One of the problems of being a dance mom is actually finding the time to dance. Between taking care of the house, the child, the husband, and running a business from the other side of the planet, sometimes taking a dance class, or getting to an audition or making it to a show is all but a mere luxury one only fantasizes about while simultaneously drafting emails, and cleaning up lego. So it came to pass, that after a week of playing the single mother while my husband was away on a conference, I decided that I would take the risk and bring my child to a class where he would sit quietly at the back playing on his Ipad. Anyone with a toddler, a potty training toddler mind you, will understand the fear and trepidation with which I was undertaking this task.
So what class could be so phenomenal that I am willing to risk my dignity and my sanity? A hip hop class taught by the incomparable Lenaya “Tweetboogie” Straker, aka Tweetie. Tweetie is without doubt one of the few dancers in the world today preserving the traditions of hip hop culture through dance (did I mention she’s been on Oprah?). As well as being a lesson in history, culture, music, and of course dance, Tweetie’s classes are a workout and more. She has you doing drills, you’re on the floor, up in the air, your quads are burning, your heart rate is up, your glutes are throbbing, and meanwhile you’re actually DANCING to one of your favourite hip hop songs. It’s not an aerobics class to good music, I can’t stand those, it’s an actual DANCE class. A few years earlier (prior to a husband and child) I had brought Tweetie out to Australia for a workshop residency in my hometown, so I was anxiously waiting to take one of her classes again. This class was my reward for a full week of being a single mom with no help, and my child still being alive to prove my maternal skills aren’t so bad. So after a well-planned out morning of visiting Saint Nick at Macy’s, giving my son his favourite lunch of “chippie nuggets” (chicken tenders), and juice (now he’s really being spoiled) we make our way to the dance studio. He knows what’s coming, we talked about it on the train all the way there. “Mommy is going dancing baby. You’re going to sit at the back and watch Peppa on the Ipad ok. No crying. No grabbing mommy’s leg. If you’re good you can have a chocolate after. Do you understand?” “I stand mommy”. He had been a good boy all day, doing everything that was asked of him (all but sitting on Santa’s lap), so I thought we’d be right. Well, I was wrong. After the first ten minutes, it started. The long drawn out loud whines “muuuuuuuummmmmmeeeeeeee”. Standing up and following me. He was potty training at the time and so told me he needed to “pee-pee” at least 3 different times over 45 minutes. At this stage not only was I embarrassed, I felt like the annoying disruptive “mature age” student in the class. So I made my apologies and left halfway through the class with my child screaming at the top of his lungs. My eyebrows furrowed and me totally disheveled carrying bags, coats, toys and a two year old. Finally, we’re on the F train, heading home. Four stops, swap trains, three stops and we’re home. The day is coming to an end. Somewhere between the second and third stop, my darling angel whose screams have now stopped, grabs his crotch and says “I need pee-pee mummy”. Really? We had gone pee-pee three times already less than 15 minutes ago, he needs to go again? “You need to hold on baby”. Too late. I could feel this warmth on my leg. The warmth was spreading down and around my thighs. Oh good god, my child was peeing on me. Deep breath. I think to myself ‘no problem, he’s wearing 2 layers of pants, I’m wearing 2 layers of pants, they’ll absorb it. We’ll get home wash up and all will be over.’ Then I look down. There is a stream. Nay, a freaking river of my child’s pee flowing down the car of the F train. It wasn’t an empty car either, there were about 10 people in the car; enough to know where the source of the river was coming from. I freeze for a second, and can feel the stares and gazes of the people on the train. My son starts crying now, he can probably see them staring and shooting daggers at us through their eyeballs. What do I do now? The wet wipes I have on hand aren’t enough for me to mop this mess up on the train. I do the only thing I can do. Hug my child closer to my chest, close my eyes and do not make eye contact with anyone.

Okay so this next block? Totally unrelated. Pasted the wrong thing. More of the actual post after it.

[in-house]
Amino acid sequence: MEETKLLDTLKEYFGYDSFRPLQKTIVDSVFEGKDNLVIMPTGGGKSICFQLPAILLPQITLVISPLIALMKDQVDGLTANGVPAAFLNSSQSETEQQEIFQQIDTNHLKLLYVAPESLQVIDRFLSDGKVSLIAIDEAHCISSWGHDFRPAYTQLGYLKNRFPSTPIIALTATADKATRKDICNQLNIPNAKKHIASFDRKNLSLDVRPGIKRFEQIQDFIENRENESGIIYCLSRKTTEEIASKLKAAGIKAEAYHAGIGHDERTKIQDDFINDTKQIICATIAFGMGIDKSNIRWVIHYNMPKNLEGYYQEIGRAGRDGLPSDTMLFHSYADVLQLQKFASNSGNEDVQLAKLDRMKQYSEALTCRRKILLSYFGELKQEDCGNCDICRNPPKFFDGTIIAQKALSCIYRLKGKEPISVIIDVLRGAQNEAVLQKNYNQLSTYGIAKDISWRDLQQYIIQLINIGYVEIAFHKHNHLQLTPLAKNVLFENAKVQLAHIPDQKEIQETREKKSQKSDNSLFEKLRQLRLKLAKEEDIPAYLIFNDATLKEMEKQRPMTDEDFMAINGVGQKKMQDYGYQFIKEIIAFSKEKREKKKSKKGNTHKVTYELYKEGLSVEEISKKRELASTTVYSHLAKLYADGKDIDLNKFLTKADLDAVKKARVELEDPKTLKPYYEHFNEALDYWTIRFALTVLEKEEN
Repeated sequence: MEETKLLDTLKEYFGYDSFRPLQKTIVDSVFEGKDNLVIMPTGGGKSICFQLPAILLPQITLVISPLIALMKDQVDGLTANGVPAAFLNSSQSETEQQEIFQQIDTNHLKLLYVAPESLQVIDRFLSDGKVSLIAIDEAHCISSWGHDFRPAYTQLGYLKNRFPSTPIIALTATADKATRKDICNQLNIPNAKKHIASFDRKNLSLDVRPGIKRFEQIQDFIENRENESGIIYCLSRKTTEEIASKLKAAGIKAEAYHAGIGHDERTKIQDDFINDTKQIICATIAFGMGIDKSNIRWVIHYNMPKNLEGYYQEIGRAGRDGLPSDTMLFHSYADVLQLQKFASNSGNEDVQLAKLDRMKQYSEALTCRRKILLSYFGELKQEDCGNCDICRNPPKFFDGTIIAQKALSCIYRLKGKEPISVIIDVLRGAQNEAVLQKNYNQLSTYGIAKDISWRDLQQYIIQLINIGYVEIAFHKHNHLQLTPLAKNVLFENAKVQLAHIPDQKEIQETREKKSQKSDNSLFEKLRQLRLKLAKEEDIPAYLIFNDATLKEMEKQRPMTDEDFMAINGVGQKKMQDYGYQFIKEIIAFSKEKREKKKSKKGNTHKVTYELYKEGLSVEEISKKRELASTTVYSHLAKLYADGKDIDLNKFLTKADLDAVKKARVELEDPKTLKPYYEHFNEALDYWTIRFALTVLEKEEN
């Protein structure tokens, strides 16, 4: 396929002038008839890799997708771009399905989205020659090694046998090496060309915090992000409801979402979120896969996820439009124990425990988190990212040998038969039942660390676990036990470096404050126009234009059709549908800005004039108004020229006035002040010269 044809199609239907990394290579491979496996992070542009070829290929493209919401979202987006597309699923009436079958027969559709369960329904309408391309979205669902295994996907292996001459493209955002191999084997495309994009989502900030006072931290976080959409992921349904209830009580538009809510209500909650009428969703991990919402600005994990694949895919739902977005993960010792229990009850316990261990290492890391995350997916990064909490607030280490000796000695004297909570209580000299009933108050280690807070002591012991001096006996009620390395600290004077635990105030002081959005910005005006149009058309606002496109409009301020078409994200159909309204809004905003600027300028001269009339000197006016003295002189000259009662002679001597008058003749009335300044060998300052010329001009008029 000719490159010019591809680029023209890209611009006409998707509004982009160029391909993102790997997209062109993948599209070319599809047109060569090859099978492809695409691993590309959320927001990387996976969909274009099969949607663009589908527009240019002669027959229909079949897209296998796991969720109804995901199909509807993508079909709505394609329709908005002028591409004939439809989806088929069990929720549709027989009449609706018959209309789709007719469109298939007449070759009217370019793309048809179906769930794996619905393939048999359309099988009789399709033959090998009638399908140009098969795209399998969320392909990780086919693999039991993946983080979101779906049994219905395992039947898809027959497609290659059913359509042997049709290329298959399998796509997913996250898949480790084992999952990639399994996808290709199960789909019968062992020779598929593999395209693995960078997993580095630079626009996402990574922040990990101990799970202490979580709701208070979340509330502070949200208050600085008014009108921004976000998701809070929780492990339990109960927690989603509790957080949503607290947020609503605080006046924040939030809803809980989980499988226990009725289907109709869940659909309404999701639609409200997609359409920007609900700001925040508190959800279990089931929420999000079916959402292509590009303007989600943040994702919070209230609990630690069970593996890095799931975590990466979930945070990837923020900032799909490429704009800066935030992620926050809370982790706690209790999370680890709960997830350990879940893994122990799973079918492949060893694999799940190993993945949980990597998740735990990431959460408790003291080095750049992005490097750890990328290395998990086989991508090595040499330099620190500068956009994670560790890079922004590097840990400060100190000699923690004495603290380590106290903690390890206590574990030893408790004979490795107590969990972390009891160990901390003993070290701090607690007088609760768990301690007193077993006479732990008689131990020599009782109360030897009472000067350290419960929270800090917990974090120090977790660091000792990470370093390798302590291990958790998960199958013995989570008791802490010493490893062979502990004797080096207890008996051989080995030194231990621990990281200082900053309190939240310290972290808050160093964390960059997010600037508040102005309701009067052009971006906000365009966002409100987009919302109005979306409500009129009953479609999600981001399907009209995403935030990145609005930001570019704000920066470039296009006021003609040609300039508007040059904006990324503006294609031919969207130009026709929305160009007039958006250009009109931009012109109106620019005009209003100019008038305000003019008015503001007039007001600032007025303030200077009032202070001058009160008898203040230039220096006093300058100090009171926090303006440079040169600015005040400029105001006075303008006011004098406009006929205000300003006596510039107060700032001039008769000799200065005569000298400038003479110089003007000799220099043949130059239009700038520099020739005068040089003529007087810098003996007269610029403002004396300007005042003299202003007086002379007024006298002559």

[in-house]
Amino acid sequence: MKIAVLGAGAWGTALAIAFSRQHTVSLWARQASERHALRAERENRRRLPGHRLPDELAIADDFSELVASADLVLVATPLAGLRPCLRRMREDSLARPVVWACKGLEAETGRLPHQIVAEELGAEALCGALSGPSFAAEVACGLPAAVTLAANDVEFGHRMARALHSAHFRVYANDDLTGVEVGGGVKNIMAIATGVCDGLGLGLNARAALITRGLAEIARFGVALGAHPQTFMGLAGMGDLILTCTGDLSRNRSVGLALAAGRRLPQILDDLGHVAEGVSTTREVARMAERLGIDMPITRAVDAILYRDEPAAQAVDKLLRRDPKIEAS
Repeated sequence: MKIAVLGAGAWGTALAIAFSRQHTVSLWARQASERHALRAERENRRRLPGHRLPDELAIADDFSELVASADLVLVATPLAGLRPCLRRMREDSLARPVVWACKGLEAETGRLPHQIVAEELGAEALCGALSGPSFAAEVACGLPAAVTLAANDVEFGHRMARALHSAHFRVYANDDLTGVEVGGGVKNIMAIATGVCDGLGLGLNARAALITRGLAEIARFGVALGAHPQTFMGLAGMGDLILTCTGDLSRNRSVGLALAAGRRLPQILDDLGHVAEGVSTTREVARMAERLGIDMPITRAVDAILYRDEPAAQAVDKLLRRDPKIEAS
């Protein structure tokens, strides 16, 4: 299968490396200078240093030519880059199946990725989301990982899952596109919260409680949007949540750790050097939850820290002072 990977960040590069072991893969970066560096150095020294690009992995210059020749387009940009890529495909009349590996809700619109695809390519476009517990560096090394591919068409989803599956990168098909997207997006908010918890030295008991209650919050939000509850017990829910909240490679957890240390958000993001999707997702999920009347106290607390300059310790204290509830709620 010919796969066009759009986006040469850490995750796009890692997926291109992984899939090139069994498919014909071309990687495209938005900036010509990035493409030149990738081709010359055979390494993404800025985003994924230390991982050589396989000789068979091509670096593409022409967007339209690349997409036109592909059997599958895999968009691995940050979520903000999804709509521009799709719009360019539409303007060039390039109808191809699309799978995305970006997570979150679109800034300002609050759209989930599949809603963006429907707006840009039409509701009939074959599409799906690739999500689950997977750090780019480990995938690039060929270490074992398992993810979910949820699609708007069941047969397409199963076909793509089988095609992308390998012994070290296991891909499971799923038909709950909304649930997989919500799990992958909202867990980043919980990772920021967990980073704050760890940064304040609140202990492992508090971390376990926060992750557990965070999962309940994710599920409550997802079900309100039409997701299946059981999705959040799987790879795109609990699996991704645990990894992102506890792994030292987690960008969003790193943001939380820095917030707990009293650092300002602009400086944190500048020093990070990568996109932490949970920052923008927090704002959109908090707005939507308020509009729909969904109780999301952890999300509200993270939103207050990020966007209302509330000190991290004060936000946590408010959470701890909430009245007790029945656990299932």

Fast forward a few hours, when we’re sitting at home, dry and not smelling of “pee-pee” when I realize I left my child’s Ipad at the dance studio. Thank god for Uber Rush.